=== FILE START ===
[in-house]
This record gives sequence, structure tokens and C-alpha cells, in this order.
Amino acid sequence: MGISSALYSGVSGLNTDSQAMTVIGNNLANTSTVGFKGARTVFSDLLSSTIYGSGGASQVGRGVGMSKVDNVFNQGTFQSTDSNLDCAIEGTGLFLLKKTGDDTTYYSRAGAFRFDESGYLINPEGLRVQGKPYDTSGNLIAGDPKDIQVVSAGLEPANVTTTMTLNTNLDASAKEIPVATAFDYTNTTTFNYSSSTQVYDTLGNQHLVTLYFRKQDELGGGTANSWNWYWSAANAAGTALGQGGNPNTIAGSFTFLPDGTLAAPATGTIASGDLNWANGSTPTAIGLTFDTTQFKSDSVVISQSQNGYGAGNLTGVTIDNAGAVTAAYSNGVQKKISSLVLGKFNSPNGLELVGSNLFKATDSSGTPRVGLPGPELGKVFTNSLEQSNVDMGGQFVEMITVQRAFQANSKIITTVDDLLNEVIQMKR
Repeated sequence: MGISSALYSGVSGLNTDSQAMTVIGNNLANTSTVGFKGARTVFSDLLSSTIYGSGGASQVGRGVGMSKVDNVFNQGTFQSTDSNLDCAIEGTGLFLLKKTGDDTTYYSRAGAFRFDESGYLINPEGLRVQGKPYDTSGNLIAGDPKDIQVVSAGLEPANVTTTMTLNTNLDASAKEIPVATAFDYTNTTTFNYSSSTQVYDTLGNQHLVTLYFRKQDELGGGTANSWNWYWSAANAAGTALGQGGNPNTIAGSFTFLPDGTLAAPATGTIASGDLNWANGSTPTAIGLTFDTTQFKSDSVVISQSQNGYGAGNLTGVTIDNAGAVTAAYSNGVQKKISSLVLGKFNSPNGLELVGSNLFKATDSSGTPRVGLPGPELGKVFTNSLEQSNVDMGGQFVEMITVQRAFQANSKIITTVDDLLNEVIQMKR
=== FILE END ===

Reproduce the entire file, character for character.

[in-house]
This record gives sequence, structure tokens and C-alpha cells, in this order.
Amino acid sequence: MGISSALYSGVSGLNTDSQAMTVIGNNLANTSTVGFKGARTVFSDLLSSTIYGSGGASQVGRGVGMSKVDNVFNQGTFQSTDSNLDCAIEGTGLFLLKKTGDDTTYYSRAGAFRFDESGYLINPEGLRVQGKPYDTSGNLIAGDPKDIQVVSAGLEPANVTTTMTLNTNLDASAKEIPVATAFDYTNTTTFNYSSSTQVYDTLGNQHLVTLYFRKQDELGGGTANSWNWYWSAANAAGTALGQGGNPNTIAGSFTFLPDGTLAAPATGTIASGDLNWANGSTPTAIGLTFDTTQFKSDSVVISQSQNGYGAGNLTGVTIDNAGAVTAAYSNGVQKKISSLVLGKFNSPNGLELVGSNLFKATDSSGTPRVGLPGPELGKVFTNSLEQSNVDMGGQFVEMITVQRAFQANSKIITTVDDLLNEVIQMKR
Repeated sequence: MGISSALYSGVSGLNTDSQAMTVIGNNLANTSTVGFKGARTVFSDLLSSTIYGSGGASQVGRGVGMSKVDNVFNQGTFQSTDSNLDCAIEGTGLFLLKKTGDDTTYYSRAGAFRFDESGYLINPEGLRVQGKPYDTSGNLIAGDPKDIQVVSAGLEPANVTTTMTLNTNLDASAKEIPVATAFDYTNTTTFNYSSSTQVYDTLGNQHLVTLYFRKQDELGGGTANSWNWYWSAANAAGTALGQGGNPNTIAGSFTFLPDGTLAAPATGTIASGDLNWANGSTPTAIGLTFDTTQFKSDSVVISQSQNGYGAGNLTGVTIDNAGAVTAAYSNGVQKKISSLVLGKFNSPNGLELVGSNLFKATDSSGTPRVGLPGPELGKVFTNSLEQSNVDMGGQFVEMITVQRAFQANSKIITTVDDLLNEVIQMKR